Today, Google Shopping Express -- Google's gift to hermits, misanthropes and anyone otherwise averse to movement everywhere -- made its way into the cities of New York and Los Angeles. After trying out the service for ourselves, we can finally say with confidence that, yes -- we are all doomed.
Don't get me wrong; using this same-day delivery service was a dream. Anyone who's ever purchased anything on the internet before (read: all of you) should have no problem navigating around the many potential purchases that await. The only real conceivable complaint isn't even really a complaint: The number of choices is absurd. Pretty much every food item, toiletry and sundry you could possibly ever want is just waiting to be Prius-ed over to your doorstep.
After settling on a bag of cookies, it barely took more than three or four clicks before a store-bought bag was scheduled to be driven halfway across Manhattan and hand-delivered to my office. But in that series of clicks, somehow, I'd even managed to sign up for a Google Shopping Express membership without ever actually intending to do so.
The only noticeable warning of my new membership to the club of the inertly gluttonous came in the form of an email congratulating me on my new membership and letting me know that it will renew itself automatically -- and at no cost! After six months, though, all bets are off. And assuming Google will want to remain competitive with Amazon Prime, the annual fee will probably hit somewhere around the $US80 mark. Maybe less to help break into Amazon's turf, maybe more since it is same-day after all.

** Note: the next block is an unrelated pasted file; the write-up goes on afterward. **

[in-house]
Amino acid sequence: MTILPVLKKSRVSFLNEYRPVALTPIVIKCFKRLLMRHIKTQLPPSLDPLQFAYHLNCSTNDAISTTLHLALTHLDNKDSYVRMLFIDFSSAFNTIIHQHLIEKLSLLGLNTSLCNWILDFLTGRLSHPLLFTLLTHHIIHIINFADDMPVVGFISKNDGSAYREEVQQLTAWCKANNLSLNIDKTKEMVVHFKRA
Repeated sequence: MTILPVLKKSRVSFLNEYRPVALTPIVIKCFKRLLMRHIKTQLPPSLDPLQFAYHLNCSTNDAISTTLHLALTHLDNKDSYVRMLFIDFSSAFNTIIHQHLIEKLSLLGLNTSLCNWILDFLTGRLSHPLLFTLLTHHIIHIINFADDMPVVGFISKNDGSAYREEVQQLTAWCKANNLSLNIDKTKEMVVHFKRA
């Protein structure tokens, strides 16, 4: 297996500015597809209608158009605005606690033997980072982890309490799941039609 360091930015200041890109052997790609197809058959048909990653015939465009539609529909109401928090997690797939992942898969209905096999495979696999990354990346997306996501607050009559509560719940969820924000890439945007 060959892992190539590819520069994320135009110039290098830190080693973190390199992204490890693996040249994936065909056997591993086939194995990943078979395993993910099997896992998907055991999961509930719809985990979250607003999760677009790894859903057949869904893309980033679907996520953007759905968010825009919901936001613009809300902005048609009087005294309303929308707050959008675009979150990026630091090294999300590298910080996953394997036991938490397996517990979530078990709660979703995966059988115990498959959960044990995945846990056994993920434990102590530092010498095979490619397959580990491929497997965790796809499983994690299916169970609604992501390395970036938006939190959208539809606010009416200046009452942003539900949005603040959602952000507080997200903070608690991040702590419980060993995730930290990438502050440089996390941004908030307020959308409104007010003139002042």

Of course luring in potential customers with a free trial is nothing new. The terrifying thing here though is that, at least in this case, it's almost certainly going to work. This was, without question, the most absurdly easy way to indulge in laziness that I have ever experienced.
I did absolutely nothing but desire something. It cost me absolutely nothing (first $US10 are on Google). And at 2.23pm, a kind deliveryman walked up four flights of stairs to bring me a bag of cookies. I am a monster, I know. But it still felt fantastic.
For context, I actually enjoy interacting with humans and experiencing sunlight occasionally. There are plenty of people who don't, and surely some of them live in Los Angeles and New York. And with same-day delivery toilet paper at your disposal, it has never been easier to give in to your worst impulses. It's Shipping: The Drug.
Imagine, if you will, a time not too far from now. Where even in the heart of New York City, the only sound for miles is the gentle hum of hundreds of Google-branded Priuses zipping off to appease the masses' whims. Google delivery bags tumble slowly through the empty streets in tangled masses more reminiscent of rat kings than tumbleweeds.
Inside, people sweat anxiously, awaiting the doorbell's buzz. A few grunts to acknowledge the human in front of them give way to panting as they make their way back to the couch. Winded and drenched in sweat, they eat the cookies.
All this and more, coming to a city near you.